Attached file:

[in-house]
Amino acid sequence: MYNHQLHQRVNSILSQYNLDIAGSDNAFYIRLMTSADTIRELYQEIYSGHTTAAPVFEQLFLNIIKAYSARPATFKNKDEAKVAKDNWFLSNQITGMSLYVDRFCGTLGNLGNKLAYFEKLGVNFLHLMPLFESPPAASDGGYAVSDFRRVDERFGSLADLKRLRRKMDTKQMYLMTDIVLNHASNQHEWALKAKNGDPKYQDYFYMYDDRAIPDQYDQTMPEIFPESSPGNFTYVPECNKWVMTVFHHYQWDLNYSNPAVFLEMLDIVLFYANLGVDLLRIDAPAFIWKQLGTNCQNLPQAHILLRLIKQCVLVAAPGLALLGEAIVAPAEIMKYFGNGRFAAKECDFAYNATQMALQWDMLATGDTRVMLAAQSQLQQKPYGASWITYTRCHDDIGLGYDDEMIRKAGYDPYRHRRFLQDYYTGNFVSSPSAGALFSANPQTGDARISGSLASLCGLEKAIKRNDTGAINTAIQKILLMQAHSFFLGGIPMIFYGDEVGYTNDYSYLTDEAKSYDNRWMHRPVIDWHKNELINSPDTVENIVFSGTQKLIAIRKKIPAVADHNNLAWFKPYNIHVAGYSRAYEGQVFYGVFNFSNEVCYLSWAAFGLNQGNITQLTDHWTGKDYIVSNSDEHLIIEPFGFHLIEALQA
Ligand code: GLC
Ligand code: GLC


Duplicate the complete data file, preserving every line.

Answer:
[in-house]
Amino acid sequence: MYNHQLHQRVNSILSQYNLDIAGSDNAFYIRLMTSADTIRELYQEIYSGHTTAAPVFEQLFLNIIKAYSARPATFKNKDEAKVAKDNWFLSNQITGMSLYVDRFCGTLGNLGNKLAYFEKLGVNFLHLMPLFESPPAASDGGYAVSDFRRVDERFGSLADLKRLRRKMDTKQMYLMTDIVLNHASNQHEWALKAKNGDPKYQDYFYMYDDRAIPDQYDQTMPEIFPESSPGNFTYVPECNKWVMTVFHHYQWDLNYSNPAVFLEMLDIVLFYANLGVDLLRIDAPAFIWKQLGTNCQNLPQAHILLRLIKQCVLVAAPGLALLGEAIVAPAEIMKYFGNGRFAAKECDFAYNATQMALQWDMLATGDTRVMLAAQSQLQQKPYGASWITYTRCHDDIGLGYDDEMIRKAGYDPYRHRRFLQDYYTGNFVSSPSAGALFSANPQTGDARISGSLASLCGLEKAIKRNDTGAINTAIQKILLMQAHSFFLGGIPMIFYGDEVGYTNDYSYLTDEAKSYDNRWMHRPVIDWHKNELINSPDTVENIVFSGTQKLIAIRKKIPAVADHNNLAWFKPYNIHVAGYSRAYEGQVFYGVFNFSNEVCYLSWAAFGLNQGNITQLTDHWTGKDYIVSNSDEHLIIEPFGFHLIEALQA
Ligand code: GLC
Ligand code: GLC